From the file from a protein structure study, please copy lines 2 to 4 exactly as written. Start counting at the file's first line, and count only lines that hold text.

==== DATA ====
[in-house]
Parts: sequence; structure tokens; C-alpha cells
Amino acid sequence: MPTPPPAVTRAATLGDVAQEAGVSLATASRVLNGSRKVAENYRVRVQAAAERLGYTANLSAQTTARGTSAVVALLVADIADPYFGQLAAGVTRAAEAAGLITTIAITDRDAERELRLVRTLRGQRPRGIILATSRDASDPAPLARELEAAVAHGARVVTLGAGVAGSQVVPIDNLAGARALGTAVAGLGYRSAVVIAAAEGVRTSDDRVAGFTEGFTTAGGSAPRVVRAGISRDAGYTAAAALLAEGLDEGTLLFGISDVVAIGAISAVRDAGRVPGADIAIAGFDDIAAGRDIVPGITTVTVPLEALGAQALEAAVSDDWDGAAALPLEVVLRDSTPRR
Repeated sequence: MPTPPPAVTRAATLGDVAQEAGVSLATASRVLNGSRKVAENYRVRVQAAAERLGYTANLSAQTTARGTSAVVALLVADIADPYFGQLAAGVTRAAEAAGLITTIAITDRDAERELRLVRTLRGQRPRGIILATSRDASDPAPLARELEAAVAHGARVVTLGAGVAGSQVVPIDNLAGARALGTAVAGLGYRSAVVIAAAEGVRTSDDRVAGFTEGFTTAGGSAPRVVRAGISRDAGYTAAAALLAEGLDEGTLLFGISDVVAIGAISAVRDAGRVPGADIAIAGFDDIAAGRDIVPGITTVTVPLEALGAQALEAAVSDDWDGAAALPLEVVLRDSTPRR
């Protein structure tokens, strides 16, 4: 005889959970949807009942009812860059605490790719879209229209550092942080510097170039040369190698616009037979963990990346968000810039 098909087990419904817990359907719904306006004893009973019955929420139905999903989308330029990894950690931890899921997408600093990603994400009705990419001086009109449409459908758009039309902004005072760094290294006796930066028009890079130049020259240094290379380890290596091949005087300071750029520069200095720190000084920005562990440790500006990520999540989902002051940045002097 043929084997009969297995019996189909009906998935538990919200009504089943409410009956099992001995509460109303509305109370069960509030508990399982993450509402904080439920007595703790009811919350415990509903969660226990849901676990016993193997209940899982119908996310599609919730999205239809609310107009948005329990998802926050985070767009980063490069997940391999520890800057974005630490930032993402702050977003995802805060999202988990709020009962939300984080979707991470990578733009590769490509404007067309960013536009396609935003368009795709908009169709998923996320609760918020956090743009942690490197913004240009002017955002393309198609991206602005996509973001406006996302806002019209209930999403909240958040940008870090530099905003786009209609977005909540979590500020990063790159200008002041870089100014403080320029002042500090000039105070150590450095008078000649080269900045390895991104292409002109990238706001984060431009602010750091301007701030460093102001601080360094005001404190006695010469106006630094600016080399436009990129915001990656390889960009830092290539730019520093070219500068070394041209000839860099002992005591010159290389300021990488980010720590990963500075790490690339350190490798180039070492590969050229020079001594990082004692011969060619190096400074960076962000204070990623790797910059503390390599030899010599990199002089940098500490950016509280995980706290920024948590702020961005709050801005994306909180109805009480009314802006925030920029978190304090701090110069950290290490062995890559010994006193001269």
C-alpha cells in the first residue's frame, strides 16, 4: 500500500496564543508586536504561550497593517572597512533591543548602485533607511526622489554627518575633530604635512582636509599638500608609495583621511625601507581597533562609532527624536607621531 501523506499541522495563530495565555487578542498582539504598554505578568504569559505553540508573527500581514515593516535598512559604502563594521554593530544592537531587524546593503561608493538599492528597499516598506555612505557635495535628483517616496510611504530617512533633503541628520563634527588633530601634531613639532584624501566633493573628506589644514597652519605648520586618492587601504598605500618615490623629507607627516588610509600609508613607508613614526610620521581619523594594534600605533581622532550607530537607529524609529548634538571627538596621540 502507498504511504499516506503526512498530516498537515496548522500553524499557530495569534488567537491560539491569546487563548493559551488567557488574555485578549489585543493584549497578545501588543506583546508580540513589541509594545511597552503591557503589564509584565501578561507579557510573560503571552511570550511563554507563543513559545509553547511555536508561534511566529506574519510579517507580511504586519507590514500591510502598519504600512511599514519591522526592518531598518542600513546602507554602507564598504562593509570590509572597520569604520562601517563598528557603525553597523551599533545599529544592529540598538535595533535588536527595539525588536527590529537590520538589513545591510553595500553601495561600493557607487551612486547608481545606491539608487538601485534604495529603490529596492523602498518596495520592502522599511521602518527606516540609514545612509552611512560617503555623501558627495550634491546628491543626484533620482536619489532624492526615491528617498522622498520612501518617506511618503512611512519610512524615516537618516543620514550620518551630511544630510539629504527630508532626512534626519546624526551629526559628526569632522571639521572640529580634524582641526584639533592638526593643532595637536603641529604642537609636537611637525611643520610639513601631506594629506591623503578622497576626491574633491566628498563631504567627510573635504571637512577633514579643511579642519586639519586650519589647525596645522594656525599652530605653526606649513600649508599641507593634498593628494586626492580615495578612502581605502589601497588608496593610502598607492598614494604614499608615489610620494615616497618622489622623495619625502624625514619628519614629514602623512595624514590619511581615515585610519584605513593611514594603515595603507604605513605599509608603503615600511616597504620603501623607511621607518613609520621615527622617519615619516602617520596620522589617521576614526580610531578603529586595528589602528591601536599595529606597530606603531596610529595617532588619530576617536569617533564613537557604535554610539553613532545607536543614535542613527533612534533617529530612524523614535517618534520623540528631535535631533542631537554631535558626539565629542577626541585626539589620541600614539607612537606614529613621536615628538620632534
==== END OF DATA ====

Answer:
Parts: sequence; structure tokens; C-alpha cells
Amino acid sequence: MPTPPPAVTRAATLGDVAQEAGVSLATASRVLNGSRKVAENYRVRVQAAAERLGYTANLSAQTTARGTSAVVALLVADIADPYFGQLAAGVTRAAEAAGLITTIAITDRDAERELRLVRTLRGQRPRGIILATSRDASDPAPLARELEAAVAHGARVVTLGAGVAGSQVVPIDNLAGARALGTAVAGLGYRSAVVIAAAEGVRTSDDRVAGFTEGFTTAGGSAPRVVRAGISRDAGYTAAAALLAEGLDEGTLLFGISDVVAIGAISAVRDAGRVPGADIAIAGFDDIAAGRDIVPGITTVTVPLEALGAQALEAAVSDDWDGAAALPLEVVLRDSTPRR
Repeated sequence: MPTPPPAVTRAATLGDVAQEAGVSLATASRVLNGSRKVAENYRVRVQAAAERLGYTANLSAQTTARGTSAVVALLVADIADPYFGQLAAGVTRAAEAAGLITTIAITDRDAERELRLVRTLRGQRPRGIILATSRDASDPAPLARELEAAVAHGARVVTLGAGVAGSQVVPIDNLAGARALGTAVAGLGYRSAVVIAAAEGVRTSDDRVAGFTEGFTTAGGSAPRVVRAGISRDAGYTAAAALLAEGLDEGTLLFGISDVVAIGAISAVRDAGRVPGADIAIAGFDDIAAGRDIVPGITTVTVPLEALGAQALEAAVSDDWDGAAALPLEVVLRDSTPRR